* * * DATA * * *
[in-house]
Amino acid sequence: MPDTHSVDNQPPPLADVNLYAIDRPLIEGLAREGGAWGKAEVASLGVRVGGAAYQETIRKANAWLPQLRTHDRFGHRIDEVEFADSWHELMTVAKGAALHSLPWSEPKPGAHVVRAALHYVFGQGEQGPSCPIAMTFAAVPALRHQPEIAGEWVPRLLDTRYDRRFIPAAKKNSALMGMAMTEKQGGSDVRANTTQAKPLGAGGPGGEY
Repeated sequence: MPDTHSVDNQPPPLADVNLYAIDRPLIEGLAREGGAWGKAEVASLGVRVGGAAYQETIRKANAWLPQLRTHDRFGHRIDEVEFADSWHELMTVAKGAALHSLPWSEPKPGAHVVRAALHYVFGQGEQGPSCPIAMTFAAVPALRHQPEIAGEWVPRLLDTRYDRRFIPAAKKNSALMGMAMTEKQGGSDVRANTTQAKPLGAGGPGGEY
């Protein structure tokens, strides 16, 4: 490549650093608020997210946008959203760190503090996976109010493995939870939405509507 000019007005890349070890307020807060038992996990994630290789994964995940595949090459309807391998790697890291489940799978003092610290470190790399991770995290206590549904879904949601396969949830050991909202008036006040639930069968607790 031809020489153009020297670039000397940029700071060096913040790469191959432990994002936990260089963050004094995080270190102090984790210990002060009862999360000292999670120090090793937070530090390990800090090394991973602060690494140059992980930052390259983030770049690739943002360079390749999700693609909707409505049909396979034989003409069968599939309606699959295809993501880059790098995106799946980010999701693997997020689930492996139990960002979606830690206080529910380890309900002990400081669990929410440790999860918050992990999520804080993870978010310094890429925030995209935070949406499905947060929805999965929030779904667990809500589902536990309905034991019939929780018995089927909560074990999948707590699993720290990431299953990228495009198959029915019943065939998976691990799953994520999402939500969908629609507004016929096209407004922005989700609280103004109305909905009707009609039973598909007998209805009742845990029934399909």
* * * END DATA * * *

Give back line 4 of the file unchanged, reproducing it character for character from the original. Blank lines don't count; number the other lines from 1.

């Protein structure tokens, strides 16, 4: 490549650093608020997210946008959203760190503090996976109010493995939870939405509507 000019007005890349070890307020807060038992996990994630290789994964995940595949090459309807391998790697890291489940799978003092610290470190790399991770995290206590549904879904949601396969949830050991909202008036006040639930069968607790 031809020489153009020297670039000397940029700071060096913040790469191959432990994002936990260089963050004094995080270190102090984790210990002060009862999360000292999670120090090793937070530090390990800090090394991973602060690494140059992980930052390259983030770049690739943002360079390749999700693609909707409505049909396979034989003409069968599939309606699959295809993501880059790098995106799946980010999701693997997020689930492996139990960002979606830690206080529910380890309900002990400081669990929410440790999860918050992990999520804080993870978010310094890429925030995209935070949406499905947060929805999965929030779904667990809500589902536990309905034991019939929780018995089927909560074990999948707590699993720290990431299953990228495009198959029915019943065939998976691990799953994520999402939500969908629609507004016929096209407004922005989700609280103004109305909905009707009609039973598909007998209805009742845990029934399909």